I Raise the Rates! February Edition
In this edition of I Raise the Rates (IRtR), you will find a variety of new resources from several public health partners, educational opportunities, and a selection of media articles related to immunization.
Updates from the American College of Physicians (ACP)
Opportunity to Participate in ACP Quality Improvement Initiative
to Increase Adult Influenza Immunization Rates
APPLY NOW Opportunity to participate in ACP Quality Improvement Initiative to Increase Adult Influenza Immunization Rates 

ACP is recruiting internal medicine and subspecialty practices and residency programs to participate in the I Raise the Rates quality improvement programs to increase influenza and adult immunization rates. ACP’s I Raise the Rates program, which is supported by funding from the CDC, GSK, and Sanofi provides QI education and virtual coaching support from ACP Advance expert coaches to support increased adult immunization coverage.

The program also offers access to a virtual learning community, tailored educational offerings, including free registration to QI pre-course at the 2022 ACP Internal Medicine meeting in Chicago, IL, as well as the opportunity to earn more than 54 CME and ABIM MOC credits for program participants.

The deadline to apply is April 8, 2022. Please click the "Learn More" button below to view the recruitment flyer for more information about participation benefits and requirements, as well as the application link.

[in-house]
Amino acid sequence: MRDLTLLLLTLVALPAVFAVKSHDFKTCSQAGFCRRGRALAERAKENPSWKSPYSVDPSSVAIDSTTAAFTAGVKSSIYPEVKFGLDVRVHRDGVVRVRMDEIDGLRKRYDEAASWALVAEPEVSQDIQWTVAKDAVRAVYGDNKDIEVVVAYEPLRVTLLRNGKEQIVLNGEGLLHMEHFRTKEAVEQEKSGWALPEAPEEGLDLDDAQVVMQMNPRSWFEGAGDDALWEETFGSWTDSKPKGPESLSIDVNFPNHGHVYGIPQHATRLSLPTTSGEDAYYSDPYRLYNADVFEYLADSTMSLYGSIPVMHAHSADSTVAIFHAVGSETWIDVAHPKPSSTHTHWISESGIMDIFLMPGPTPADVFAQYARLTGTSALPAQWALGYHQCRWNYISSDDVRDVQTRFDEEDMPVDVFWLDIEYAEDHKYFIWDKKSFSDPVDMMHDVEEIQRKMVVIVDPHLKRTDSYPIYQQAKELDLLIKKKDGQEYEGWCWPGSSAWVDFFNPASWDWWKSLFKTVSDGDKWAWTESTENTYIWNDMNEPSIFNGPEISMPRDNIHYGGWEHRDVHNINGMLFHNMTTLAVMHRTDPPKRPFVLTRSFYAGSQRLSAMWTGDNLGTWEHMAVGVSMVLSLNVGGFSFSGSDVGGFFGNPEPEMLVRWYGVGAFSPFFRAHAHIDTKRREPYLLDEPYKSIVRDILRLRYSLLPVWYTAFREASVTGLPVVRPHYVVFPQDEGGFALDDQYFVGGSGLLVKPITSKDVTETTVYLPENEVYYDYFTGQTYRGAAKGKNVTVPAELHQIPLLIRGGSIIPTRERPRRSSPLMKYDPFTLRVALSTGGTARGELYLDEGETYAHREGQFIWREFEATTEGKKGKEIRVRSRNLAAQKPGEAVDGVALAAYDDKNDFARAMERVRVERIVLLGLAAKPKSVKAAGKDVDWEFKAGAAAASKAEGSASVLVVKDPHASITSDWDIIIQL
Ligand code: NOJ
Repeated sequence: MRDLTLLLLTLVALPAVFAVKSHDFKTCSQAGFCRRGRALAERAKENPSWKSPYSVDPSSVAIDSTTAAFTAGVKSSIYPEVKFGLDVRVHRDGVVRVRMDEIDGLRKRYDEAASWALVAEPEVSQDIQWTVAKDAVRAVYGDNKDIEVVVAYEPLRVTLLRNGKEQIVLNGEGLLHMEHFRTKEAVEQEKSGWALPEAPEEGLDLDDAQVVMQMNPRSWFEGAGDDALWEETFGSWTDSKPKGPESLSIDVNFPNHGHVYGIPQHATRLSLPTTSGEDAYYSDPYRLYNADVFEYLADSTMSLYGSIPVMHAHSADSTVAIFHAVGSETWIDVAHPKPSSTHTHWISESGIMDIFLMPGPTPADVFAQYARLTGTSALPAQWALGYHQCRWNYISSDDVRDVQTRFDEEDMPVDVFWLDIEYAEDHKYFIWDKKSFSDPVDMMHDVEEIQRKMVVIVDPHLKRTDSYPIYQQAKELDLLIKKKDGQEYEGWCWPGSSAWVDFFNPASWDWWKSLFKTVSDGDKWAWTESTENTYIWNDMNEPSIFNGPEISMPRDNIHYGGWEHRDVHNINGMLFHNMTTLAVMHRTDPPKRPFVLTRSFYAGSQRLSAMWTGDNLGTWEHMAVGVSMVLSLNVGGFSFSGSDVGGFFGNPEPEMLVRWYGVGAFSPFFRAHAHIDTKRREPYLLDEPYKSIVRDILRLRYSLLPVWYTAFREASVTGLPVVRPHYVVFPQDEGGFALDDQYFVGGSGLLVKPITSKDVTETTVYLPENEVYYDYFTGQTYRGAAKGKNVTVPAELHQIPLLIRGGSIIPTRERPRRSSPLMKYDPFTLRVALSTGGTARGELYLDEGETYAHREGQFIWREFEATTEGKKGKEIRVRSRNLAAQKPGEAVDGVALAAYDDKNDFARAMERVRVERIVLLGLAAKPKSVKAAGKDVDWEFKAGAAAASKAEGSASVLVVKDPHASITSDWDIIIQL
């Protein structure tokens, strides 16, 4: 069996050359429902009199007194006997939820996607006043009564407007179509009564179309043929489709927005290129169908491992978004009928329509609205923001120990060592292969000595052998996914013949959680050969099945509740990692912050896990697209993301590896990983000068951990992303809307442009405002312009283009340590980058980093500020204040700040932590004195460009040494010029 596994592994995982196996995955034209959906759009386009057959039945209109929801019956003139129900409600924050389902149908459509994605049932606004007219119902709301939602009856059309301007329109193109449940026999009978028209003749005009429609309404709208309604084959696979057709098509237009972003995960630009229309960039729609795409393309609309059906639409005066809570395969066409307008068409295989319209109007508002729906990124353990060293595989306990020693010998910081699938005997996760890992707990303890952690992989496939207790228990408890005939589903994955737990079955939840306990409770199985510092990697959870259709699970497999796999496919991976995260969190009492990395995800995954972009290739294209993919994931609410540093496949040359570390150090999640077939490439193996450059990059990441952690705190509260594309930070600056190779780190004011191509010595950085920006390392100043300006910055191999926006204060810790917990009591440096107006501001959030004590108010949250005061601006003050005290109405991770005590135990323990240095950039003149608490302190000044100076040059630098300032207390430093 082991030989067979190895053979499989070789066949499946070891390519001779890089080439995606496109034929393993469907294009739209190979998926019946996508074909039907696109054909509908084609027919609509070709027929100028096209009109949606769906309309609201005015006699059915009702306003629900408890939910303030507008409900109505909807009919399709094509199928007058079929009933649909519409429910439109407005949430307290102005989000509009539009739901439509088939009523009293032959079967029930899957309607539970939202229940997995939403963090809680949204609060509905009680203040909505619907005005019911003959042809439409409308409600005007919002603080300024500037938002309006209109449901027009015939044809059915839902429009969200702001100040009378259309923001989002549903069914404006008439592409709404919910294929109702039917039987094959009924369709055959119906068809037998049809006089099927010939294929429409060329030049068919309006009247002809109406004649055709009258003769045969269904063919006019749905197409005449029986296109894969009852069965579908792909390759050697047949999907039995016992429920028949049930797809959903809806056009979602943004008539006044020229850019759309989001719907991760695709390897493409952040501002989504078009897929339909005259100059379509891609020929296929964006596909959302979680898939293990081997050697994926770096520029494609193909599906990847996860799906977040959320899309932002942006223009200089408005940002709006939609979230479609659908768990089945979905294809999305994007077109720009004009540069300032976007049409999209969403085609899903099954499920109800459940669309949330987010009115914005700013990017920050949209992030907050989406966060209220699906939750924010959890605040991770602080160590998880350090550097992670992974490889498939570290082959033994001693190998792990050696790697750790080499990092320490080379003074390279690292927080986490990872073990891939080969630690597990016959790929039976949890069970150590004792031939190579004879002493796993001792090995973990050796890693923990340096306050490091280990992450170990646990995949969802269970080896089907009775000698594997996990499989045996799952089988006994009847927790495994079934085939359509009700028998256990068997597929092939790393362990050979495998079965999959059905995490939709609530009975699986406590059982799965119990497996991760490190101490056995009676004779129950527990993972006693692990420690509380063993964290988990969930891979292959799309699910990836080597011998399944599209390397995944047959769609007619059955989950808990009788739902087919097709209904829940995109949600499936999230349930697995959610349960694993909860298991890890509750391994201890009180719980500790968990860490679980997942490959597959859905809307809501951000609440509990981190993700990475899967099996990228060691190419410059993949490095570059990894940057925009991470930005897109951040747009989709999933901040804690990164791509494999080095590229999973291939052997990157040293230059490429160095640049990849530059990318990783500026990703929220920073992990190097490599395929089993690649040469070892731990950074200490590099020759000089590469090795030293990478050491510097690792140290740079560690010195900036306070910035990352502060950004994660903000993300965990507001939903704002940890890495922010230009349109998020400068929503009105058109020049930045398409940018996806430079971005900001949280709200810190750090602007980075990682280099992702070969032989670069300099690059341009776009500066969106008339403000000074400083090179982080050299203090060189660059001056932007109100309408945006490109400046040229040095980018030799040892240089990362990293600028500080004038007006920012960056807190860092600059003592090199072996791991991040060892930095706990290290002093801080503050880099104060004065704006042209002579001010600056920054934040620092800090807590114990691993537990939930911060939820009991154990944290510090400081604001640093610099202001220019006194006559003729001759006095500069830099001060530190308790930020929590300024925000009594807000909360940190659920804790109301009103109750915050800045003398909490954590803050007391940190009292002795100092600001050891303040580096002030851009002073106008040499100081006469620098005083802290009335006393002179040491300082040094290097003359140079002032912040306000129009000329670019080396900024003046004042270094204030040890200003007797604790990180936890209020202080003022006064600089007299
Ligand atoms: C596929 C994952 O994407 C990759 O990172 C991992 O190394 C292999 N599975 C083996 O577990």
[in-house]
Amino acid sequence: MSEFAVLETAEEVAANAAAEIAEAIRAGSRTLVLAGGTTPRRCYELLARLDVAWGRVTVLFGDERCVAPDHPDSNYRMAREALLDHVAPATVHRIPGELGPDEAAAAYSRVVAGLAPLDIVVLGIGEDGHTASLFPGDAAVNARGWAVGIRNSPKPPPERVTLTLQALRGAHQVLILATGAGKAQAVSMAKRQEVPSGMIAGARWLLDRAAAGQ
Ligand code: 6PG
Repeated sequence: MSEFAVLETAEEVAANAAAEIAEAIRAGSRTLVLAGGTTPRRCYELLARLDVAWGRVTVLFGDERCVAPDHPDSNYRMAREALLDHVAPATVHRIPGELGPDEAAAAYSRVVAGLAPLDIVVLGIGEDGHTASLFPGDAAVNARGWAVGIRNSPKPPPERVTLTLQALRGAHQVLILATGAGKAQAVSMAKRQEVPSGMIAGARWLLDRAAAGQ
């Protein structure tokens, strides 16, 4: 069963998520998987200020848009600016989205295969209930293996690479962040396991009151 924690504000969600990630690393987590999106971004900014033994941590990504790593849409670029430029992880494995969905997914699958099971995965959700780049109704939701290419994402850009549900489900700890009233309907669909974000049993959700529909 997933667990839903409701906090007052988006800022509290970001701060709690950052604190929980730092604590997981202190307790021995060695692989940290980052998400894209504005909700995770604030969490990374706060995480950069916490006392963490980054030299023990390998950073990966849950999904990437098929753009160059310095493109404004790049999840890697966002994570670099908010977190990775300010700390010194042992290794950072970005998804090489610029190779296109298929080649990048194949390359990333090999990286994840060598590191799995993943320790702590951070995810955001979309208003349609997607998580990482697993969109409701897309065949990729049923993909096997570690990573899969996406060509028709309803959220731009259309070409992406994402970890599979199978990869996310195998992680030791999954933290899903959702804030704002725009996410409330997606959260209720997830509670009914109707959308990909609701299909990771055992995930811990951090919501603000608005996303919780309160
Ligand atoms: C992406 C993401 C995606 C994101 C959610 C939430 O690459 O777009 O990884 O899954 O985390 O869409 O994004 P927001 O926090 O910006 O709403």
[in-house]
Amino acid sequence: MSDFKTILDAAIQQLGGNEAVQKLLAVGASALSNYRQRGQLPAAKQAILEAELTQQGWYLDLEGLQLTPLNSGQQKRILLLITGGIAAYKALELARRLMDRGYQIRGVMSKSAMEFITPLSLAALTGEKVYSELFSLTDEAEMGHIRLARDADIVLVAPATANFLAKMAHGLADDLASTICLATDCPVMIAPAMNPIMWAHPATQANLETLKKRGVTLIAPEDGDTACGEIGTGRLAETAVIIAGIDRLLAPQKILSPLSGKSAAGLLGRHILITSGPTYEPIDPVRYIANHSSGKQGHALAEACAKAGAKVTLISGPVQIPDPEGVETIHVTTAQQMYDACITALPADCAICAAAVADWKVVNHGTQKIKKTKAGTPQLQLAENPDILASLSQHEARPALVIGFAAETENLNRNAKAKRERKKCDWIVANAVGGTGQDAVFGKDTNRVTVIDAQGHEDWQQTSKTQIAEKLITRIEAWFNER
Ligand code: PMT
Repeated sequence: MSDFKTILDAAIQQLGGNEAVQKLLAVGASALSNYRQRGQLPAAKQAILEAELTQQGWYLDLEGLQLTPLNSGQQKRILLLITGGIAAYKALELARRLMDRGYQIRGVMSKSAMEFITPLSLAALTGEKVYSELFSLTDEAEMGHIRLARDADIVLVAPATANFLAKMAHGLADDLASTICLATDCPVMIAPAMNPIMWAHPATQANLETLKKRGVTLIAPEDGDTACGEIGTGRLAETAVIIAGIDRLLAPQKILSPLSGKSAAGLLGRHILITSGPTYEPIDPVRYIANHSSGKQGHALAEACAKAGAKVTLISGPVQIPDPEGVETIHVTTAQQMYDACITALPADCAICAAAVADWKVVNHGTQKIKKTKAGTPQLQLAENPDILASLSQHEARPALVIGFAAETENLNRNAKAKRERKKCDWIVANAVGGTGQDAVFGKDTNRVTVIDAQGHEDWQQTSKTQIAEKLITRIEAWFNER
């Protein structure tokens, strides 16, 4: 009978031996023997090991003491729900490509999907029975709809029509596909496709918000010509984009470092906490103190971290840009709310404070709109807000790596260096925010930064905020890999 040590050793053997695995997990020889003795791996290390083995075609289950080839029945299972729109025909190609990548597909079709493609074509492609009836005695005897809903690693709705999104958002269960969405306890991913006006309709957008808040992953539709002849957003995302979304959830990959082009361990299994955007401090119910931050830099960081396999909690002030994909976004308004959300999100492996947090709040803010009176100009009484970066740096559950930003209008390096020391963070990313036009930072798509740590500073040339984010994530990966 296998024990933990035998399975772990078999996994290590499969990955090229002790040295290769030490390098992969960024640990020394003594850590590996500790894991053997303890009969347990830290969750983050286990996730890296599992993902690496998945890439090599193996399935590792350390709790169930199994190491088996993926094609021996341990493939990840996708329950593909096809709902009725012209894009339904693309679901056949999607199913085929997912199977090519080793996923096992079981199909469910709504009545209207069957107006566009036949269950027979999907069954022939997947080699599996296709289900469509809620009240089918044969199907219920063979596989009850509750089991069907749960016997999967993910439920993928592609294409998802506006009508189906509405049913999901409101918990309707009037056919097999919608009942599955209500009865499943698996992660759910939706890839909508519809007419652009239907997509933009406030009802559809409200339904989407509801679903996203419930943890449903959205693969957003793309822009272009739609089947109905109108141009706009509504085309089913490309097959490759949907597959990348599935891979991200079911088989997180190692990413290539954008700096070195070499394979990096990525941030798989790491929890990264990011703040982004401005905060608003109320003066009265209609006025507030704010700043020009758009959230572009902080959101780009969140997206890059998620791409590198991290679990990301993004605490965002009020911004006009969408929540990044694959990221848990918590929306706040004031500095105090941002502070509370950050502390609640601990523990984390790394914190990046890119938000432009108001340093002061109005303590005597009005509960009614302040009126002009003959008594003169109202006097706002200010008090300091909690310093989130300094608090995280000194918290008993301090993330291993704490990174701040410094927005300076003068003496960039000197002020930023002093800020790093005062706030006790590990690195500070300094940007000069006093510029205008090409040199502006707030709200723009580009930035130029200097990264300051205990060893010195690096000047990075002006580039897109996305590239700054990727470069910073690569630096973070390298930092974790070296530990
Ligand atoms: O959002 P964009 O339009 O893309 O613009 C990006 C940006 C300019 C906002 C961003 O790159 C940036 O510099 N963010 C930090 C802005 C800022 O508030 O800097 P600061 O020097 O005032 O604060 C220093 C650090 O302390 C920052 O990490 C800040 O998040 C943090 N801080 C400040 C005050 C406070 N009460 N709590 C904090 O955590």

Dr. Sandra Adamson Fryhofer, MD, MACP Explains the ACIP's 2022 Adult Immunization Recommendations
New Adult Immunization videos from ACP-Sandra Adamson Fryhofer, MD, MACP, explains 2022 adult immunization recommendations from ACIP. 

To review the 2022 recommendations in-depth, please go to Annals of Internal Medicine.
Help Counter COVID-19 Misinformation:
Encourage Boosters for the Immunocompromised
ACP’s two video series on YouTube help combat misinformation and educate the public about COVID-19 and vaccinations. These series include Ask Your Internist, which answers the public's top vaccination-related questions: Physician to Physician Conversations, which shares practical strategies to help physicians build vaccine confidence and address patient concerns in the age of misinformation. View new videos about creating a safe space for COVID-19 vaccine conversations with patients and Why Do We Need COVID-19 Boosters. Use these videos to help encourage boosters for the immunocompromised and all eligible patients by: